• *Animation Slide*Purpose of Slide:Shows what makes up the Joule build. Talking Points:Joule, fits much like a puzzle piece with Moodle. Joule is a set of enhanced features that sit on top of Moodle. Moodlerooms has not touched the code that is core Moodle, but instead has taken this code and created enhancements on top of it. The puzzle starts with the stock features available in Joule such as Personalized Learning and our Enhanced ReportsThen it is matched by enhanced Administrative functions such as course conversion utilities and Express for branding your site. Additional integration options are available through Conduit to draw a connection between your SIS/CRM and Joule to allow for ease of enrollments. Finally, it’s easy tto add additional features into Joule through add-on modules to increase the functionality of your site.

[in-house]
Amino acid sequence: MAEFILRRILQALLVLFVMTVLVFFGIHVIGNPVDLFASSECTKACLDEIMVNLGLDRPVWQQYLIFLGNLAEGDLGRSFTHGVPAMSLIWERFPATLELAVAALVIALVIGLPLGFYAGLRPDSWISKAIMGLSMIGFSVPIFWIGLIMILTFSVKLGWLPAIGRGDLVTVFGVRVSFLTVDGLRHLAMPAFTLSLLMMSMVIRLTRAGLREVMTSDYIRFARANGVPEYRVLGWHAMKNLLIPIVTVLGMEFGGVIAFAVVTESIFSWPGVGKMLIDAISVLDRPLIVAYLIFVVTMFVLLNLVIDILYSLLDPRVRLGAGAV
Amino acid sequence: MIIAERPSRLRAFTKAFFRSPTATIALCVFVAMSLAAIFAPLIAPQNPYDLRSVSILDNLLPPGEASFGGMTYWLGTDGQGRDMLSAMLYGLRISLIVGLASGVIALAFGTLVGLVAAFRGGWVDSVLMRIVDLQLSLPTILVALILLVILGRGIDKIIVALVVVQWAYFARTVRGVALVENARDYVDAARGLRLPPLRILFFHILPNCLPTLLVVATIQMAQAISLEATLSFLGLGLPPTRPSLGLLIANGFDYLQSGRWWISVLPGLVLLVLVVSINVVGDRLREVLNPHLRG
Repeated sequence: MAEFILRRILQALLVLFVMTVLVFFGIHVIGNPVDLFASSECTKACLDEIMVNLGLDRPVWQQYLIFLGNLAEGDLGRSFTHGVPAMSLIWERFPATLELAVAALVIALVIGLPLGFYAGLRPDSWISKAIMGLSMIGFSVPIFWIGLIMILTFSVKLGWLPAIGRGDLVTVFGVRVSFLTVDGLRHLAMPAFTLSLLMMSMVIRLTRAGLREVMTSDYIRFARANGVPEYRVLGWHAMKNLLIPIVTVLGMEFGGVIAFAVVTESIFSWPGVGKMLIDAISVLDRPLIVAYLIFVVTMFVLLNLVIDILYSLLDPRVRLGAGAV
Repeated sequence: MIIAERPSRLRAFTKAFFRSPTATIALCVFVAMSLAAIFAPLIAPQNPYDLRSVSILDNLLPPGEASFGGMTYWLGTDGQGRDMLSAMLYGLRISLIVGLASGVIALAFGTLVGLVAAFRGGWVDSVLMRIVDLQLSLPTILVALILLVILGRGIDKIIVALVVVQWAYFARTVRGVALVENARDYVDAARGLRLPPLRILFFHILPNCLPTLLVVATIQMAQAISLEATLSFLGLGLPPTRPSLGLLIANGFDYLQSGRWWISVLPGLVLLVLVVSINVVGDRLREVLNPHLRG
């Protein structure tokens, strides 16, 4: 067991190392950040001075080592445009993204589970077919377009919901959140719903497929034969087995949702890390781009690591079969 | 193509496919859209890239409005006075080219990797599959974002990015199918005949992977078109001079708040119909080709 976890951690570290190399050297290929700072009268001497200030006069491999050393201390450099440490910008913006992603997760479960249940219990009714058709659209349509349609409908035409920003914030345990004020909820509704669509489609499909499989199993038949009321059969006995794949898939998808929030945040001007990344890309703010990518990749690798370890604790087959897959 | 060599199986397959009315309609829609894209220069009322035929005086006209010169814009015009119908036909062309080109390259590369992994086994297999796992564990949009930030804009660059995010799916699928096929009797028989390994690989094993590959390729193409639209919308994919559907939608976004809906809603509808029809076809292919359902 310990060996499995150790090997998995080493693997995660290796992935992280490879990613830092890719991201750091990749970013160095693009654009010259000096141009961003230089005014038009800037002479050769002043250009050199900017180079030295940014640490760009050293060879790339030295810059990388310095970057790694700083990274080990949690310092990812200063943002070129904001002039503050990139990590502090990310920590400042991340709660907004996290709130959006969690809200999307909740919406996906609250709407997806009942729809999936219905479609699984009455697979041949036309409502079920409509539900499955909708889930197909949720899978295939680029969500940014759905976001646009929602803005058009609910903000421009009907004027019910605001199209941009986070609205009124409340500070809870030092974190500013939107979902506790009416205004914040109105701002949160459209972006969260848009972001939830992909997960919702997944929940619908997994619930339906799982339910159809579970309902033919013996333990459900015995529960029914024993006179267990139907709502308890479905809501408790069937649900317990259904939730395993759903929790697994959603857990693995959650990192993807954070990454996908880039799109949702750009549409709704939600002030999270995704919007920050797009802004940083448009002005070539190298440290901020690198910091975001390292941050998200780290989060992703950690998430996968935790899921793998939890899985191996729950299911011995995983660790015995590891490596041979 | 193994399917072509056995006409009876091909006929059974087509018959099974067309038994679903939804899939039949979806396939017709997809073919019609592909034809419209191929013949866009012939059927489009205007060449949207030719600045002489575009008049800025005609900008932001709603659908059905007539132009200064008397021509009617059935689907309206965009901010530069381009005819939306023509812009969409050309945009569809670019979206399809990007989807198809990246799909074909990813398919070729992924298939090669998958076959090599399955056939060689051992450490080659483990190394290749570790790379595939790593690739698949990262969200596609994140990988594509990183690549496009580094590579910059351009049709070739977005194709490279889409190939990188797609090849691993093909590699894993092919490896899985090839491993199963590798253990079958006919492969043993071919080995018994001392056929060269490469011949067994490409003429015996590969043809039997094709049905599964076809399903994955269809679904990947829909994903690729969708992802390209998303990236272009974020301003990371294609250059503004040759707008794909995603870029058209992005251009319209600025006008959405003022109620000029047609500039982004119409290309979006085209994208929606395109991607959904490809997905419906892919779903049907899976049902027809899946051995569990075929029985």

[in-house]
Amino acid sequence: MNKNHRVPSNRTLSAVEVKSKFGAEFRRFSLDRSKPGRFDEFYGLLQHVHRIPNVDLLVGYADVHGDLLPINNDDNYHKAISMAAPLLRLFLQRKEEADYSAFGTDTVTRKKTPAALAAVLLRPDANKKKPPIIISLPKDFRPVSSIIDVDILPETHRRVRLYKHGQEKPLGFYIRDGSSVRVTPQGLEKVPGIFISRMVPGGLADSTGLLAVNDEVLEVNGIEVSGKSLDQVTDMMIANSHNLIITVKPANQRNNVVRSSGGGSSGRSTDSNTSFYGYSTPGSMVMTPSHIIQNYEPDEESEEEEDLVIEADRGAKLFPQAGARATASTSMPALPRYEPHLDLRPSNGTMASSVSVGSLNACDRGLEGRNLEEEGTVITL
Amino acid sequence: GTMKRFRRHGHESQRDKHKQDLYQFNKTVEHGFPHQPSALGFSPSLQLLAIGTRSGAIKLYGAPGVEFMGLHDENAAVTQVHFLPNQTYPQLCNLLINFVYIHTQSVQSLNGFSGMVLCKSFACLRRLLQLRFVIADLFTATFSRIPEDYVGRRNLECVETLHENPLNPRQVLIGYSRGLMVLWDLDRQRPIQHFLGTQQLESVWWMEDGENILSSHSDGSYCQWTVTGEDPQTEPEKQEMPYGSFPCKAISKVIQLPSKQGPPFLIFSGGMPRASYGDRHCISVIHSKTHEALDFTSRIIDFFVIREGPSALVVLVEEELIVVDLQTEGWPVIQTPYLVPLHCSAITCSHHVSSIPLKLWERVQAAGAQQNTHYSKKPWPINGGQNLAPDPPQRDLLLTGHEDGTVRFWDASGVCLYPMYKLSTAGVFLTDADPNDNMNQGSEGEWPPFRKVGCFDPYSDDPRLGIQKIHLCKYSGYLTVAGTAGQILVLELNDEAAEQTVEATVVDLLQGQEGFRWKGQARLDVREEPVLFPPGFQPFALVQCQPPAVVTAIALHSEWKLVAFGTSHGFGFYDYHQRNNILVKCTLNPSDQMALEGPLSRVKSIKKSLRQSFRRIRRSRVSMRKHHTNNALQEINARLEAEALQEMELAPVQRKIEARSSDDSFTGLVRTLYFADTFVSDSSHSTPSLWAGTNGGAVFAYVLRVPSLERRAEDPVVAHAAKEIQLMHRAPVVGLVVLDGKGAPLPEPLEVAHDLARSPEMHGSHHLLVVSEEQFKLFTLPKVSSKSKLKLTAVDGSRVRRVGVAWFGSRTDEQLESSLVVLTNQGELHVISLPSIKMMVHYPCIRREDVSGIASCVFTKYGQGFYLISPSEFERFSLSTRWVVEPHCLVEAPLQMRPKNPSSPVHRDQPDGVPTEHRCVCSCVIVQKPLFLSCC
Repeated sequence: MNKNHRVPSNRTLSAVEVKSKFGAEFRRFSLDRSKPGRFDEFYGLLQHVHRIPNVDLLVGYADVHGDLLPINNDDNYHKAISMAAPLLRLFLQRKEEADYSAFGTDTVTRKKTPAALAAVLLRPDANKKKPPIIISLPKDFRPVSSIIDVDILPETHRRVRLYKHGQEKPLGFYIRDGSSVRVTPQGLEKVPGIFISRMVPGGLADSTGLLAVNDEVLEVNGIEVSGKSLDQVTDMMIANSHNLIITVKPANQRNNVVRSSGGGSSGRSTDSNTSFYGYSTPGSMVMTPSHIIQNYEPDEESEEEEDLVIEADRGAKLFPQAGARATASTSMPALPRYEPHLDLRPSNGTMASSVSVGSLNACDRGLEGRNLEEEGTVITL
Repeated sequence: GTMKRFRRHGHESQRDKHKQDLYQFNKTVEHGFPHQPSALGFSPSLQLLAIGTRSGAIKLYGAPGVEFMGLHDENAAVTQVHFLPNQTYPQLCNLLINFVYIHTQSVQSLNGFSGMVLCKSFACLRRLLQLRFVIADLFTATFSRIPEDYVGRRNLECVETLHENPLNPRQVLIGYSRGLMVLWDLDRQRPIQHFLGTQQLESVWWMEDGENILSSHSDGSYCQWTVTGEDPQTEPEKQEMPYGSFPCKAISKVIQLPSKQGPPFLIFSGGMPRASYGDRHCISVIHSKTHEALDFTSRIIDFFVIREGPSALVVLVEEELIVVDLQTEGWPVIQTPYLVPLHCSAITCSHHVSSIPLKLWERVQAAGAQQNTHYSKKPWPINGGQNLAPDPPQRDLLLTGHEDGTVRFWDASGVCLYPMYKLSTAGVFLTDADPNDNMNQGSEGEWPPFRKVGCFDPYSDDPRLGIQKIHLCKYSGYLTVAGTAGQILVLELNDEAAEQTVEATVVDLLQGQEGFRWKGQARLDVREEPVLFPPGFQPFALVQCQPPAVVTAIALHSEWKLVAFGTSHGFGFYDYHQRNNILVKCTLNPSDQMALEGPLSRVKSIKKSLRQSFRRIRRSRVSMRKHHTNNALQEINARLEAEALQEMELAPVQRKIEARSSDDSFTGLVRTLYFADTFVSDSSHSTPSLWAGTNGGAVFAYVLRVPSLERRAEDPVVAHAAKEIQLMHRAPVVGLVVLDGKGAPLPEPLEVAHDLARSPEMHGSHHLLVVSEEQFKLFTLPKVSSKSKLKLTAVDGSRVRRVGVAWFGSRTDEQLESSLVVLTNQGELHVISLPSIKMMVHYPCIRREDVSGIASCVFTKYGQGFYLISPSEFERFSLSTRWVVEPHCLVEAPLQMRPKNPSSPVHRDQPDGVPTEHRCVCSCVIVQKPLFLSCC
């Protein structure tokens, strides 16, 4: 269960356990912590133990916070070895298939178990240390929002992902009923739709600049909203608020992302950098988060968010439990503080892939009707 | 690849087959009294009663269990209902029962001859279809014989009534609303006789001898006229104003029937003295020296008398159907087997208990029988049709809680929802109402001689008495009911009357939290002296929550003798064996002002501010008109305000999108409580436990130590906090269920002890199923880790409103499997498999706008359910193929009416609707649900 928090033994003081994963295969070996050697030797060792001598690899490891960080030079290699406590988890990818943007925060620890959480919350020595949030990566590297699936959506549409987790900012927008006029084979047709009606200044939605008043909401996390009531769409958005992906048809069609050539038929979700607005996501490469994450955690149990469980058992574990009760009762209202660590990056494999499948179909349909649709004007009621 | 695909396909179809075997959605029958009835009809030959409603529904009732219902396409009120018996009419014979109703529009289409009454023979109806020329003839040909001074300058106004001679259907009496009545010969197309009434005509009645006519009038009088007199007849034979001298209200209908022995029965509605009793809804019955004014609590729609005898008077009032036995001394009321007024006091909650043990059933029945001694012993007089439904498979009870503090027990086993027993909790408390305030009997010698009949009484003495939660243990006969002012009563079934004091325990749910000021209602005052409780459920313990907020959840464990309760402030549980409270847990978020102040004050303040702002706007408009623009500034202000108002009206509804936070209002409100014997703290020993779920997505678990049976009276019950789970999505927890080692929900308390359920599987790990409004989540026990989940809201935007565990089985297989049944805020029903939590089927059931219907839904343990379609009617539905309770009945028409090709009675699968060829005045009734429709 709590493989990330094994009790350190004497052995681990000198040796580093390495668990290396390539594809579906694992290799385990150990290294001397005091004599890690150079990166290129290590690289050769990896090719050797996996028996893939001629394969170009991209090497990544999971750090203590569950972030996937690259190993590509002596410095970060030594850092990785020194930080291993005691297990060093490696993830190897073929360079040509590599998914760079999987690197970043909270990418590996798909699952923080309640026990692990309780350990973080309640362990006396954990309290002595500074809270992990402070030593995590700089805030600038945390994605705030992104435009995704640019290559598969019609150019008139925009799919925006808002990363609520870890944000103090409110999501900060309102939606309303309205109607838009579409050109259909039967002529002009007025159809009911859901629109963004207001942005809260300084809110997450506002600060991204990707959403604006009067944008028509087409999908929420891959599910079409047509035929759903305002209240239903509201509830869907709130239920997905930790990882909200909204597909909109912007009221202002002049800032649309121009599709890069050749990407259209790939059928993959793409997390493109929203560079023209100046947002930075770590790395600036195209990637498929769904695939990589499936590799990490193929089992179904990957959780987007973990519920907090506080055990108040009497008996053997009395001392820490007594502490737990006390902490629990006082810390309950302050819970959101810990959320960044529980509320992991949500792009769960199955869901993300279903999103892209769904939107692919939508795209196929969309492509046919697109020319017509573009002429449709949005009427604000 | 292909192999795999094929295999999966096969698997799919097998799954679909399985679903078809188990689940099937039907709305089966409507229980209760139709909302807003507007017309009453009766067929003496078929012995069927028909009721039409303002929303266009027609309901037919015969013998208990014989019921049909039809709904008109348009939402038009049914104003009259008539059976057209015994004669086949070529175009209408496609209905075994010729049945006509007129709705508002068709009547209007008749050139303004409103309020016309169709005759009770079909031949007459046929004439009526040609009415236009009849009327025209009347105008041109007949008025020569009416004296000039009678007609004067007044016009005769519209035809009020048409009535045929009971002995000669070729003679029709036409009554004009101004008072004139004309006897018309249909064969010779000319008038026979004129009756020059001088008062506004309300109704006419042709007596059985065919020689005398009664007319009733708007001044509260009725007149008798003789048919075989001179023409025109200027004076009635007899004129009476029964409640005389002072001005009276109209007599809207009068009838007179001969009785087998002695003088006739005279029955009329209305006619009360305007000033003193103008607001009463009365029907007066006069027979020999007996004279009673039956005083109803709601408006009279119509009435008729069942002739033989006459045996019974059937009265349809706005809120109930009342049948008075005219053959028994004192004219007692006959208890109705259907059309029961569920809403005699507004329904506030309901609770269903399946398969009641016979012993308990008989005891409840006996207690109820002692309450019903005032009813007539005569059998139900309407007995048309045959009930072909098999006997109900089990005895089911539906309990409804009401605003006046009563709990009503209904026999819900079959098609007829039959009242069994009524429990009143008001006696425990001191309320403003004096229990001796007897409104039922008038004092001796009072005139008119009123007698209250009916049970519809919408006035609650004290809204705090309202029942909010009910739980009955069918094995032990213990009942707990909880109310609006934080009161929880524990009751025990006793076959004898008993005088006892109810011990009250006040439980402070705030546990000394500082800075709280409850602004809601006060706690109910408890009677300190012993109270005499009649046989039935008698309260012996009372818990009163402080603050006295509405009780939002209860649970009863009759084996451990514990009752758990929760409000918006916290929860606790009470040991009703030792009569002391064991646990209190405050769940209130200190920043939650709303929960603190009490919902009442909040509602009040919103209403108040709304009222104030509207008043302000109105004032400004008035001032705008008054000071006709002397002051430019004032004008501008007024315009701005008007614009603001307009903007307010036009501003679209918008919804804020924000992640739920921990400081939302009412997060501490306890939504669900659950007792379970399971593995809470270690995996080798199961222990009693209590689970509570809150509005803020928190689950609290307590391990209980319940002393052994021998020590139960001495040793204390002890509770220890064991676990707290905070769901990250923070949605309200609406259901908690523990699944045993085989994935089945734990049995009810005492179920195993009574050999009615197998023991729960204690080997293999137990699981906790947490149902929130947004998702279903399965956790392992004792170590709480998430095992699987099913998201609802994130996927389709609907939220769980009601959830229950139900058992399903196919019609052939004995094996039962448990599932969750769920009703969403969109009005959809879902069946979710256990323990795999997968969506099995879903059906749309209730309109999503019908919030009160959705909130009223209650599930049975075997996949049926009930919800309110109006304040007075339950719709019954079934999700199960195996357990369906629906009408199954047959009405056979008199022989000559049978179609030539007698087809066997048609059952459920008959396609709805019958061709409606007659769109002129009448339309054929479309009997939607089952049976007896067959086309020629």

• *Animated Slide*Purpose of this Slide:To draw back the pain points from the start of the conversation and how we put the pieces together to find a fit. Talking Points:Moodlerooms provides the benefit of security for an open source product. We have 3 main components that we look at:Moodle Core at the Foundation: Open Source Moodle provides us with a tremendous basis to begin our services. Out of the gate, Moodle provides strong features for content management, assessments, and various plug-ins to enrich the teaching and learning experience. Where we step in is taking that foundation and kicking it up a notch by adding our enterprise services. The first of those services is our Cloud Hosting. One of the benefits of being a part of the Blackboard familyis the ability to use their industry-leading infrastructure to provide cloud hosting services, which provides on demand scalability, prevents any issues with lag, and meets the needs if a consumer base continues to grow. Second, we provide what we refer to as Managed Open Source, so our team controls the necessary upgrades, security pushes, and code that is needed to maintain and manage an open source LMS, allowing you to focus on the teaching and learning. Add in our unique Training, Client Engagement, and Support models and you’ve got a team ready to work with you no matter the configuration. Finally, speaking of the teaching and learning, our Products team has developed additional features for Joule that enhance and simplify that process. Features such as action-oriented reports and automated learning paths allow for ease of use for educators and users alike.